Wednesday, May 26, 2004

Google ads not as interesting as Ask Jeeves?

Once again, Google has ended up king of the hill on customer experience in a recent search engine survey, with 89% of users reporting positive experience of using the search giant; second best Ask Jeeves managed just 68%.

YAWN - tell me something I didn't know

How about this:

"Google tripped up on the report's 'ad activity index' with users more likely to click on sponsored links on Ask Jeeves and Lycos....Ask Jeeves also generated the most 'click-throughs' while Lycos generated the most awareness to its sponsored links according to the survey."

Google infighting?

Is Gmail in violation of Google's own policy on spyware?

Scanning private emails to trigger targeted advertising could indeed be found to violate Google's own policy.
Monday, May 24, 2004

Bill Gates loves blogs.... its official

Bill Gates is now championing the use of Blogs as marketing tools. Choosing to extrapolate on how RSS Feeds can be used to increase reach of one's own blog, Gates feels the RSS+Blog method will eventually supercede email marketing as a way to influence buying.

Google vs Spyware

Google have put a lot of thought into improving the online experience of its users. They are alarmed at the growing disregard for computer user's rights by unscrupulous spyware software that tricks you in order to serve you pop-up ads, connect your modem to expensive toll numbers or hijack your browser from the site you're trying to visit.

So what are they going to do about it? Google has stepped up to the pulpit and pledges to do their best to remove spyware from the internet through a new "set of principles we[Google] believe our industry should adopt and we're sharing them to foster discussion and help solve the problem."

Sounds good? Hang on, why are Google doing this on their own. Surely they should be lobbying the internet advertising trade bodies first? Maybe they have, maybe Google believes as internet pioneers they need to set an example for others to follow, regardless of the well-meaning agendas of the trade bodies?

Perhaps not - it looks as though Google is tapping into the democratic nature of the internet and realising it not just an audience of consumers at the mercy of marketers. If they spread the word amongst the internet populace then the people can rise and put an end to the "spyware" oppression.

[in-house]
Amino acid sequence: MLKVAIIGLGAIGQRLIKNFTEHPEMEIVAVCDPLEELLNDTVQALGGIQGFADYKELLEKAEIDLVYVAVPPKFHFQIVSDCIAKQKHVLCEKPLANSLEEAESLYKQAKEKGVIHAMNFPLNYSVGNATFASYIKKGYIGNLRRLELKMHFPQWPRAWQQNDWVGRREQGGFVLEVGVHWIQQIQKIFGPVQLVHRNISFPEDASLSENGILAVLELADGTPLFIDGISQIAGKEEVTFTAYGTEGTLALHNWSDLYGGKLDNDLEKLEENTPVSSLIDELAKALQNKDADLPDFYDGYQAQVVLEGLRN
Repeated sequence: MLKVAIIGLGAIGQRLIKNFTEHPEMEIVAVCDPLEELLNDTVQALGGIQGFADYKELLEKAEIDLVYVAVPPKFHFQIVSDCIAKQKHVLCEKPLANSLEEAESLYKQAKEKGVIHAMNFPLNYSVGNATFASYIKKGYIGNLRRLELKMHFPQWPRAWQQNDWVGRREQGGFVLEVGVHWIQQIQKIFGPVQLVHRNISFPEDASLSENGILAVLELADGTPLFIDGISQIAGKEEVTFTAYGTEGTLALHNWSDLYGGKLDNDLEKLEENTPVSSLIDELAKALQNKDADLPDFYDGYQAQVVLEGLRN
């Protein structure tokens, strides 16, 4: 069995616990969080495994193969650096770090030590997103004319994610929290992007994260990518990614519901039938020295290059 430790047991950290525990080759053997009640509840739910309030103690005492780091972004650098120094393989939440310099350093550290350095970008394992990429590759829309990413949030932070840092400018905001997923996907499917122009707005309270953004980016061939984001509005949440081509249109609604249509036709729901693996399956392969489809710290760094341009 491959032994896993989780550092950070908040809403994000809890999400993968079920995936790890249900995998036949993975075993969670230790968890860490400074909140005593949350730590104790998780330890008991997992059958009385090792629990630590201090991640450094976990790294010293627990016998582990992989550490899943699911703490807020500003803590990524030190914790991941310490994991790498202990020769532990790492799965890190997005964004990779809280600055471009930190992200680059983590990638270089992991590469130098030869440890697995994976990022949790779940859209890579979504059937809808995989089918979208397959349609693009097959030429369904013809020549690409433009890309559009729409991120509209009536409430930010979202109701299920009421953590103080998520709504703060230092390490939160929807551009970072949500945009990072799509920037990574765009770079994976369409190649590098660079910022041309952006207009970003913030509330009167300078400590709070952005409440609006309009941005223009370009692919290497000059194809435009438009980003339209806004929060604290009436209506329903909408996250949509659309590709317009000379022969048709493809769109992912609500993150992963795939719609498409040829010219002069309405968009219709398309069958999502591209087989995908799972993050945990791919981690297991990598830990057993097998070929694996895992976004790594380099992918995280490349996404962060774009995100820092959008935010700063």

Google Corporate Information: Software Principles
Thursday, May 20, 2004

Search Engine Dos and Donts

I do a lot of travelling, and tend to book the hotel and transport sepereately. No packages for me at all. Quite often sites such as Expedia or Travelocity give me all the info I need to make my purchasing decision. Last year I went to Merano in the Italian Alps. I found a nice looking hotel on Expedia, but I really wanted an objective review. I googled said hotel and was presented with many travel sites offering me reviews - the search listing even named the hotel, so I thought I had found the info I needed. Not so. I clicked on each URL only to be told that the info did not exist.
I was slightly annoyed at having my time-wasted like this. Initially I blamed Google for giving me bad referrals, only later realising that Google was duped into believing these sites contained the info I needed by adding hidden text, etc. including products(hotels) they did not actually offer. Naturally some sites offered me hotels that "might be of interest", except these were all in Rome or other Italian speaking parts of Italy (Merano is actually a German speaking town). As a result I made a conscious decision never to click on links to these travel sites in future holiday research.